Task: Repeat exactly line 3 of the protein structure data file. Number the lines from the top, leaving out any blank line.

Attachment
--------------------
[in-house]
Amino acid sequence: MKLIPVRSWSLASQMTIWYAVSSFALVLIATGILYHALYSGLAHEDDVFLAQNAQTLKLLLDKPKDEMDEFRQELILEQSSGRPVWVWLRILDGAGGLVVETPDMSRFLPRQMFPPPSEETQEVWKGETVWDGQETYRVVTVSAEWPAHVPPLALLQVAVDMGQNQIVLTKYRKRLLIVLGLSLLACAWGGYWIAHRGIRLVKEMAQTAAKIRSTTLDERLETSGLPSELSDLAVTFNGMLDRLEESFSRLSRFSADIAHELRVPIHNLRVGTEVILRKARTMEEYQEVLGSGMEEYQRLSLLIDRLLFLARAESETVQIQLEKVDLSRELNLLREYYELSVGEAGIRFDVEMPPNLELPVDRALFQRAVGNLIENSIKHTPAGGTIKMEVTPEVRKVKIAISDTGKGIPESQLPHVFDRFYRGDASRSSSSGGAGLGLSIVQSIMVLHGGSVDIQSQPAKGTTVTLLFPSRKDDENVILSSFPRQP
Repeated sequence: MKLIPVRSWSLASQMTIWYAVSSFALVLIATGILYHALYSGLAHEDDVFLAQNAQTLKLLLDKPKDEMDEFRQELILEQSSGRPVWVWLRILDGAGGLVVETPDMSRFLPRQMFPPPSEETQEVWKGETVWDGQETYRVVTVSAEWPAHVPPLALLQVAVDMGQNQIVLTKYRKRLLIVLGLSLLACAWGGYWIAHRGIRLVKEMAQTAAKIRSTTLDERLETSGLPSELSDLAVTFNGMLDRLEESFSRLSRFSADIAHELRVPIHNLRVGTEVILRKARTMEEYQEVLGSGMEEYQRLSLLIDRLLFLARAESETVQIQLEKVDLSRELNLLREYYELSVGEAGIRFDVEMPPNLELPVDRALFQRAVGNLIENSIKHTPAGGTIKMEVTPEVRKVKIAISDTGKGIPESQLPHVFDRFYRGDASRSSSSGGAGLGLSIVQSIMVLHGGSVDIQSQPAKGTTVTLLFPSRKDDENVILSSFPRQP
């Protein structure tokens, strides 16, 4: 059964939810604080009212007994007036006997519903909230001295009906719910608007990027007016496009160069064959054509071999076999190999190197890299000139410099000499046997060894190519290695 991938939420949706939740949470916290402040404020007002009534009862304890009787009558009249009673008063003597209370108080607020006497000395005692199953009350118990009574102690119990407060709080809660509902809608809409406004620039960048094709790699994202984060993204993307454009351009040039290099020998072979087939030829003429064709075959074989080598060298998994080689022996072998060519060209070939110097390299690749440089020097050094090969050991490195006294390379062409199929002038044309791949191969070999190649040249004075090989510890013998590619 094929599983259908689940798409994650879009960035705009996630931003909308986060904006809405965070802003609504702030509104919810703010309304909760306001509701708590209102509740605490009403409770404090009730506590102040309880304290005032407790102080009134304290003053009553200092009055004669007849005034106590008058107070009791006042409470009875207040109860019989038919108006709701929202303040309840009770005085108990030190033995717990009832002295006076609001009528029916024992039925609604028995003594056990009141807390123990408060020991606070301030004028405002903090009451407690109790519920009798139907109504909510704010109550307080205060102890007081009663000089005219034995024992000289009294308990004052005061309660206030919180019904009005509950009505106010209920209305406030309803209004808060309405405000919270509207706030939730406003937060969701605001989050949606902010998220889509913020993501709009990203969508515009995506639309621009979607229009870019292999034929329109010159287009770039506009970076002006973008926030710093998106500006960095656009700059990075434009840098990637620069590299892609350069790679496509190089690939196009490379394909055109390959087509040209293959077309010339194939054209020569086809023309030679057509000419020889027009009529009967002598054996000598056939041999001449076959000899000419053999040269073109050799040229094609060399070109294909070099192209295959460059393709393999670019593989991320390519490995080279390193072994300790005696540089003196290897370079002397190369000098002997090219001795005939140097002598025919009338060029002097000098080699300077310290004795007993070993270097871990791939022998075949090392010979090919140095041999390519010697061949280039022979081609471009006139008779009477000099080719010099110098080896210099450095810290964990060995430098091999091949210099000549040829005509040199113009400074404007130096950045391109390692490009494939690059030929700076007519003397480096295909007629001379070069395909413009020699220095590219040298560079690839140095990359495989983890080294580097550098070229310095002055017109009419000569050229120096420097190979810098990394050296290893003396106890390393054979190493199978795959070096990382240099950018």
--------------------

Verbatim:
Repeated sequence: MKLIPVRSWSLASQMTIWYAVSSFALVLIATGILYHALYSGLAHEDDVFLAQNAQTLKLLLDKPKDEMDEFRQELILEQSSGRPVWVWLRILDGAGGLVVETPDMSRFLPRQMFPPPSEETQEVWKGETVWDGQETYRVVTVSAEWPAHVPPLALLQVAVDMGQNQIVLTKYRKRLLIVLGLSLLACAWGGYWIAHRGIRLVKEMAQTAAKIRSTTLDERLETSGLPSELSDLAVTFNGMLDRLEESFSRLSRFSADIAHELRVPIHNLRVGTEVILRKARTMEEYQEVLGSGMEEYQRLSLLIDRLLFLARAESETVQIQLEKVDLSRELNLLREYYELSVGEAGIRFDVEMPPNLELPVDRALFQRAVGNLIENSIKHTPAGGTIKMEVTPEVRKVKIAISDTGKGIPESQLPHVFDRFYRGDASRSSSSGGAGLGLSIVQSIMVLHGGSVDIQSQPAKGTTVTLLFPSRKDDENVILSSFPRQP